No, Google Chromebooks did NOT overtake Apple in U.S. education, not even close

“Last week’s Financial Times headline claiming that Google had overtaken Apple in U.S. education—based on data from IDC—was not just technically inaccurate but wildly misleading and served to obscure far more meaningful trends occurring in the PC market, particularly in education as well as the broader emerging segment of new computing form factors,” Daniel Eran Dilger reports for AppleInsider.

“The Financial Times article, written by Matthew Garrahan and Tim Bradshaw, bizarrely claimed that ‘Apple has lost its longstanding lead over Google in U.S. schools,’ based entirely upon IDC estimates that stated the collective shipments of netbooks running Google’s Chrome OS to U.S. schools had surpassed Apple’s iPad sales by 13,500 units in the September quarter,” Dilger reports. “The authors actually admitted half way through their article that the headline was false, noting that ‘Apple retains a slight lead over Google’ when actually comparing the products both companies market to education. ”

Dilger reports, “Based on IDC’s reported numbers, Apple’s U.S. education sales of Mac and iPads were not only larger than the corresponding, combined shipments of Android and Chrome OS products, but the ‘slight lead’ Apple had over Google was a margin 172.6 percent greater than the unit differential that Garrahan and Bradshaw directed attention to in their article.”

“The reason why IDC is working so hard to promote Chromebooks as ‘gaining real traction’ is much easier to understand: Intel is heavily invested in leveraging Chromebooks to win back mobile market relevance from ARM, after having failed to gain any from Atom-based Android tablets or Windows netbooks,” Dilger reports. “Prepare to see a lot more ‘news’ reports about how a few million Chromebooks are dramatically shifting the market in ways that a quarter billion iPads haven’t, because there’s a lot of money on the line.”

Tons more in the full article – highly recommended – here.

[Thanks to MacDailyNews Reader “Bill” for the heads up.]


    1. And for those that were curious (as I was), IDC is a subsidiary of International Data Group (IDG), a technology media, research, and event company.

      Kept thinking “Does the I stand for Intel or something OR do they have holdings in Intel?”

  1. Gaagle’s immoral business tactics @ work. Deceit, lies…. throw in more deceit, ad in some more bribes, layer on some FUD & you get the most corrupt American Company next to ENRON that has ever existed.

  2. The stock manipulation over “failed iPads,” unavailable iPhone 6 Pluses, ancient MacBook Airs, second place finishing Apple Watches, Apple’s Lost Innovation, Steven Jobs’ death, Steve Jobs’ monopolistic iPod practices and, of course, the meteoric rise of Chromebooks has already begun. This will drop AAPL’s value in the run up to the Christmas quarter, which will be awesome, but less than analysts wild guesstimates. Ming will announce that iWatch manufacturing will be delayed until the second quarter of 2015 and AAPL will plummet on news of record growth, more buyback and higher dividends.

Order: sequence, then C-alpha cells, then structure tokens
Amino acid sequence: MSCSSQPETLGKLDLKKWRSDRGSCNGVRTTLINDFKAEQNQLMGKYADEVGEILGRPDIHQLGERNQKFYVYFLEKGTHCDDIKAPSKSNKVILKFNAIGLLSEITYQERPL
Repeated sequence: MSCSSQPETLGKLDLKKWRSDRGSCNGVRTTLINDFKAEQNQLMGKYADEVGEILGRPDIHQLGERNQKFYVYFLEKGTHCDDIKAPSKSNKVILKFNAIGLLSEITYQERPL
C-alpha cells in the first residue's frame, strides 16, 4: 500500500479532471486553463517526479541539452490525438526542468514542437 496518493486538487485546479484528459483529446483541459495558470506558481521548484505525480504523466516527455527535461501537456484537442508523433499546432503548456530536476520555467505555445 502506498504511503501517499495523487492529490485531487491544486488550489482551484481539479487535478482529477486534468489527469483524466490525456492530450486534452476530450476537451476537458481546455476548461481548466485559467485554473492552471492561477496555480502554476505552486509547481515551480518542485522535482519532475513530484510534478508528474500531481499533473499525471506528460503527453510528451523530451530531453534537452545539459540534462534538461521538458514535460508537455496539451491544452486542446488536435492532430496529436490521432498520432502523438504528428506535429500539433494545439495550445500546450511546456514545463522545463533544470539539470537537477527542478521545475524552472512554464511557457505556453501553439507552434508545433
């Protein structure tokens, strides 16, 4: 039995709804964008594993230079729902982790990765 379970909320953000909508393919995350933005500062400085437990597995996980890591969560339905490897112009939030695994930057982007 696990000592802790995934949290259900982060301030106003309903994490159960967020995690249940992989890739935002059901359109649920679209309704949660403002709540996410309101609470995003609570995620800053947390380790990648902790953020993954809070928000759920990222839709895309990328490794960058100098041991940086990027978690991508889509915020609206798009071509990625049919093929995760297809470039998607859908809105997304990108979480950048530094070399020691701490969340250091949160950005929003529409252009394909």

If any other company had any one line that sold like the iPad and revolutionized a shift in the marketplace, they would be deemed an Apple Killer and be crowned the new king. The think is that Apple owns mobile stronger than Microsoft ever owned the PC. Hardware, software, ecosystem, design and incredible innovaton, combined with patience, tons of free PR, outstanding management and a huge user base, guarantees Apple’s future success, despite the weird status of hype machines like IDC and the Financial Times.

  3. This is just like when tabloid newspapers print defaming stories about people to sell their copies and then print retractions on page 8 in the smallest print. The original message had impact and the correction will fall on deaf ears.
    The goal for IDC and Gartner are for clients to buy the reports. Their clients want a certain viewpoint and they get want they pay for.

  4. I think the biggest issue with devices in education is that the online tools and electronic books are still evolving.
    My daughter is having to spend quite a lot of money on these at college only to find that the lecturer is not even going to use them or doesn’t think they are any good.
    We are in a period where the transition to electronic books and eduction aids is ongoing and a lot still has to be learned how to be the most effective.

    1. Not surprising for one particular course to not make use of the device, but she surely has 4 – 6 courses per semester. Hopefully by the conclusion of her education she’ll have gotten good use. Depends on the devices, I guess.

      The real aggravation I had (back in the olden days) was when course after course was taught without making use of the $100+ textbook that was supposedly required.

    2. Educators themselves need to wrap their heads around technology to make it useful and they traditionally are not known for that. Maybe a newer and younger tech savvy class of teachers will.

      Educate the educators!!

    3. That sounds awfully similar to education’s problem with text books.

      I saved a lot in college by not buying anything for class until about the second week in. By waiting for professor to actually say what’s they are really going to use, I avoided many unnecessary purchases, at the price of not having the right material during the first couple classes. Many of my classmates bought overpriced books that were never actually, and often could not even sell them back because they got replaced by new editions at the semester’s end.

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